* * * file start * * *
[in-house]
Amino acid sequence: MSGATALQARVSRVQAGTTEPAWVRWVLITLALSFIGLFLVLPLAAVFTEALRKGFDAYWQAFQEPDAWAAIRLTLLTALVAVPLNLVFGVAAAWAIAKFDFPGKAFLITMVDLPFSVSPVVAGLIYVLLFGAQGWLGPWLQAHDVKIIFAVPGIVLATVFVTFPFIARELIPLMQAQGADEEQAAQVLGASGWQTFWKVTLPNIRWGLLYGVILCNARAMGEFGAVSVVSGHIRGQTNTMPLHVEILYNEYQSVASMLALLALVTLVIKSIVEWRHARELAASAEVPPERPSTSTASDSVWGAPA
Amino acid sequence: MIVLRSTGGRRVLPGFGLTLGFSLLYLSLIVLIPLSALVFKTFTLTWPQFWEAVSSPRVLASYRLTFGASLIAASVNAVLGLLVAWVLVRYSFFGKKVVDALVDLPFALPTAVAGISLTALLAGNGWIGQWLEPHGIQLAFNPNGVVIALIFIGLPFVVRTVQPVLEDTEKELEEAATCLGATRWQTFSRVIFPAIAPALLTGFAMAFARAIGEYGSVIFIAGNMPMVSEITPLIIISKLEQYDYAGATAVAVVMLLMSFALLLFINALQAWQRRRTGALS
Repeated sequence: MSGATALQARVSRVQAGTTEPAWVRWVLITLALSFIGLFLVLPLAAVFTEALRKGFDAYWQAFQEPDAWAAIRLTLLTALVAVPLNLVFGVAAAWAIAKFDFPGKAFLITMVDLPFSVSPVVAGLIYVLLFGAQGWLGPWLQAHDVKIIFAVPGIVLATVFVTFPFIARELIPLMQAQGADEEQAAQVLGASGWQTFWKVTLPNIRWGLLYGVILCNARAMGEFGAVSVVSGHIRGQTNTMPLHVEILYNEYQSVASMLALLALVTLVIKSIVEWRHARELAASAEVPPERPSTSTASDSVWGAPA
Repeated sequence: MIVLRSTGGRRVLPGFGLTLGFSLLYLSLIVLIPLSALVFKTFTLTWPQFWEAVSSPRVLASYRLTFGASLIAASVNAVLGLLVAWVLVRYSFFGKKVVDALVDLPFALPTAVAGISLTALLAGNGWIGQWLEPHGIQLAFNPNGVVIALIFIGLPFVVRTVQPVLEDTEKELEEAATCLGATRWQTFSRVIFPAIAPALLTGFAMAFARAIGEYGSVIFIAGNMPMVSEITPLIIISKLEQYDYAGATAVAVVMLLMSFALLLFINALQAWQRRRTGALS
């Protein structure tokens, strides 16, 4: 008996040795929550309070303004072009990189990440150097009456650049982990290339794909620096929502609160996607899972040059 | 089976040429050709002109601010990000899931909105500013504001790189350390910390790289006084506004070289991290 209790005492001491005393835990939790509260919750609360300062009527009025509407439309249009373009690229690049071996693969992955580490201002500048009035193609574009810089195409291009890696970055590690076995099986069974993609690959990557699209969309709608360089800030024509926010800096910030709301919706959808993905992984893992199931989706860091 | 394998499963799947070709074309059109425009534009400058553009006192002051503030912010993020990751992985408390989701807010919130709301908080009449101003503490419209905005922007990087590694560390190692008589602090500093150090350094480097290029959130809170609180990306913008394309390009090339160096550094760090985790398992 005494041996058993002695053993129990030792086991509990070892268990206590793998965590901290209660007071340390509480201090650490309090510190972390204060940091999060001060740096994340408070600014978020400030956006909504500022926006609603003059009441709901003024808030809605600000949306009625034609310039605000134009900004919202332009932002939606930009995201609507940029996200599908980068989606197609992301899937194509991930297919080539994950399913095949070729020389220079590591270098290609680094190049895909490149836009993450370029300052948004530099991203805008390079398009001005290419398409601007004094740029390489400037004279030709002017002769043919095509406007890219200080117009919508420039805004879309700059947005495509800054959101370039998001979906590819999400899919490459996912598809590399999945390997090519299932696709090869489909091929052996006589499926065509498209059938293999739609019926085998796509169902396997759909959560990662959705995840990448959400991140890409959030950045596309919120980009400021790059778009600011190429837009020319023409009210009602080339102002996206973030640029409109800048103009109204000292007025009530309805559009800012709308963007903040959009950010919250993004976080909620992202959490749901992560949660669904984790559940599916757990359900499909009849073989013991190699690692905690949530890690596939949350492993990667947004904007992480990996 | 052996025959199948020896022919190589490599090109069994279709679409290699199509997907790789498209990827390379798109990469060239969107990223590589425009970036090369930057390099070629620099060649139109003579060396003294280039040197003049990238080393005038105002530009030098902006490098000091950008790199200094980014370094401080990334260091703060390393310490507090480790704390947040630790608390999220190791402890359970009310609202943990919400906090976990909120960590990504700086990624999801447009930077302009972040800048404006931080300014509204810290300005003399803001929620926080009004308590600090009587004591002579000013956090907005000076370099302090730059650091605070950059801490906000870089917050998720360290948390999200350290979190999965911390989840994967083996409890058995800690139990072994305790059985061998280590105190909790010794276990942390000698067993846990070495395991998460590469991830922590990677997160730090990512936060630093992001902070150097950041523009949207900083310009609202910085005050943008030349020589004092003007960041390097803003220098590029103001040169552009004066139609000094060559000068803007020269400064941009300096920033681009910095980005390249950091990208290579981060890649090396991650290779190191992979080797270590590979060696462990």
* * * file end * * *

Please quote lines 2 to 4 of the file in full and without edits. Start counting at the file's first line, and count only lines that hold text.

Amino acid sequence: MSGATALQARVSRVQAGTTEPAWVRWVLITLALSFIGLFLVLPLAAVFTEALRKGFDAYWQAFQEPDAWAAIRLTLLTALVAVPLNLVFGVAAAWAIAKFDFPGKAFLITMVDLPFSVSPVVAGLIYVLLFGAQGWLGPWLQAHDVKIIFAVPGIVLATVFVTFPFIARELIPLMQAQGADEEQAAQVLGASGWQTFWKVTLPNIRWGLLYGVILCNARAMGEFGAVSVVSGHIRGQTNTMPLHVEILYNEYQSVASMLALLALVTLVIKSIVEWRHARELAASAEVPPERPSTSTASDSVWGAPA
Amino acid sequence: MIVLRSTGGRRVLPGFGLTLGFSLLYLSLIVLIPLSALVFKTFTLTWPQFWEAVSSPRVLASYRLTFGASLIAASVNAVLGLLVAWVLVRYSFFGKKVVDALVDLPFALPTAVAGISLTALLAGNGWIGQWLEPHGIQLAFNPNGVVIALIFIGLPFVVRTVQPVLEDTEKELEEAATCLGATRWQTFSRVIFPAIAPALLTGFAMAFARAIGEYGSVIFIAGNMPMVSEITPLIIISKLEQYDYAGATAVAVVMLLMSFALLLFINALQAWQRRRTGALS
Repeated sequence: MSGATALQARVSRVQAGTTEPAWVRWVLITLALSFIGLFLVLPLAAVFTEALRKGFDAYWQAFQEPDAWAAIRLTLLTALVAVPLNLVFGVAAAWAIAKFDFPGKAFLITMVDLPFSVSPVVAGLIYVLLFGAQGWLGPWLQAHDVKIIFAVPGIVLATVFVTFPFIARELIPLMQAQGADEEQAAQVLGASGWQTFWKVTLPNIRWGLLYGVILCNARAMGEFGAVSVVSGHIRGQTNTMPLHVEILYNEYQSVASMLALLALVTLVIKSIVEWRHARELAASAEVPPERPSTSTASDSVWGAPA